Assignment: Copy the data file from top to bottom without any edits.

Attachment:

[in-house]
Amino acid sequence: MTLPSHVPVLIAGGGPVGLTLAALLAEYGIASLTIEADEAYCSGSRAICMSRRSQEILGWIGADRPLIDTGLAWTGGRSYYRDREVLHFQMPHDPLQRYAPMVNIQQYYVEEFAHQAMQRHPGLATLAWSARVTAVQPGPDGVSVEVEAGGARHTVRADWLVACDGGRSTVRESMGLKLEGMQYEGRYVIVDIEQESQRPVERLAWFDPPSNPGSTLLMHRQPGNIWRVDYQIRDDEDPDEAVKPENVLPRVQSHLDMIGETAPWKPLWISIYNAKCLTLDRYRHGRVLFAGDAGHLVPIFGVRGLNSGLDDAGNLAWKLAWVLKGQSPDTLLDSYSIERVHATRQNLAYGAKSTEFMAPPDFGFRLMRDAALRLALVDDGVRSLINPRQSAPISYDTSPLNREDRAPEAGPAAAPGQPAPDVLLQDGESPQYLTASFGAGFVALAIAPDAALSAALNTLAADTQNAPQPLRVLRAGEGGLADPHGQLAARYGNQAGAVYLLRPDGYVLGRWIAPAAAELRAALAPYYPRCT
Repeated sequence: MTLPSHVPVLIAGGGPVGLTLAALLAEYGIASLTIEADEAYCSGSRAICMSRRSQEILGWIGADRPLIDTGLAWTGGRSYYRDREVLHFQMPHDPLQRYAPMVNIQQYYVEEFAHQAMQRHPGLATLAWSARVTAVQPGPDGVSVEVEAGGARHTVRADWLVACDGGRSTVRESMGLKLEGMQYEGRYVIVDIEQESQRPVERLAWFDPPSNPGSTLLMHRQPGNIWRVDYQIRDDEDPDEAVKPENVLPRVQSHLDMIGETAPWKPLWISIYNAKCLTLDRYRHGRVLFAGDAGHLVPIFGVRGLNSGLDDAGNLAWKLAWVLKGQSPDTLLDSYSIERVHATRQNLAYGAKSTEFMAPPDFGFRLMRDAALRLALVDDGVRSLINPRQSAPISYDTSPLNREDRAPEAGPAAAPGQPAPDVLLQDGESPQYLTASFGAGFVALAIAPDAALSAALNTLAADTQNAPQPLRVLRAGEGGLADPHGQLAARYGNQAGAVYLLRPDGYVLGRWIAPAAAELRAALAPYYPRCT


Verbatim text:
[in-house]
Amino acid sequence: MTLPSHVPVLIAGGGPVGLTLAALLAEYGIASLTIEADEAYCSGSRAICMSRRSQEILGWIGADRPLIDTGLAWTGGRSYYRDREVLHFQMPHDPLQRYAPMVNIQQYYVEEFAHQAMQRHPGLATLAWSARVTAVQPGPDGVSVEVEAGGARHTVRADWLVACDGGRSTVRESMGLKLEGMQYEGRYVIVDIEQESQRPVERLAWFDPPSNPGSTLLMHRQPGNIWRVDYQIRDDEDPDEAVKPENVLPRVQSHLDMIGETAPWKPLWISIYNAKCLTLDRYRHGRVLFAGDAGHLVPIFGVRGLNSGLDDAGNLAWKLAWVLKGQSPDTLLDSYSIERVHATRQNLAYGAKSTEFMAPPDFGFRLMRDAALRLALVDDGVRSLINPRQSAPISYDTSPLNREDRAPEAGPAAAPGQPAPDVLLQDGESPQYLTASFGAGFVALAIAPDAALSAALNTLAADTQNAPQPLRVLRAGEGGLADPHGQLAARYGNQAGAVYLLRPDGYVLGRWIAPAAAELRAALAPYYPRCT
Repeated sequence: MTLPSHVPVLIAGGGPVGLTLAALLAEYGIASLTIEADEAYCSGSRAICMSRRSQEILGWIGADRPLIDTGLAWTGGRSYYRDREVLHFQMPHDPLQRYAPMVNIQQYYVEEFAHQAMQRHPGLATLAWSARVTAVQPGPDGVSVEVEAGGARHTVRADWLVACDGGRSTVRESMGLKLEGMQYEGRYVIVDIEQESQRPVERLAWFDPPSNPGSTLLMHRQPGNIWRVDYQIRDDEDPDEAVKPENVLPRVQSHLDMIGETAPWKPLWISIYNAKCLTLDRYRHGRVLFAGDAGHLVPIFGVRGLNSGLDDAGNLAWKLAWVLKGQSPDTLLDSYSIERVHATRQNLAYGAKSTEFMAPPDFGFRLMRDAALRLALVDDGVRSLINPRQSAPISYDTSPLNREDRAPEAGPAAAPGQPAPDVLLQDGESPQYLTASFGAGFVALAIAPDAALSAALNTLAADTQNAPQPLRVLRAGEGGLADPHGQLAARYGNQAGAVYLLRPDGYVLGRWIAPAAAELRAALAPYYPRCT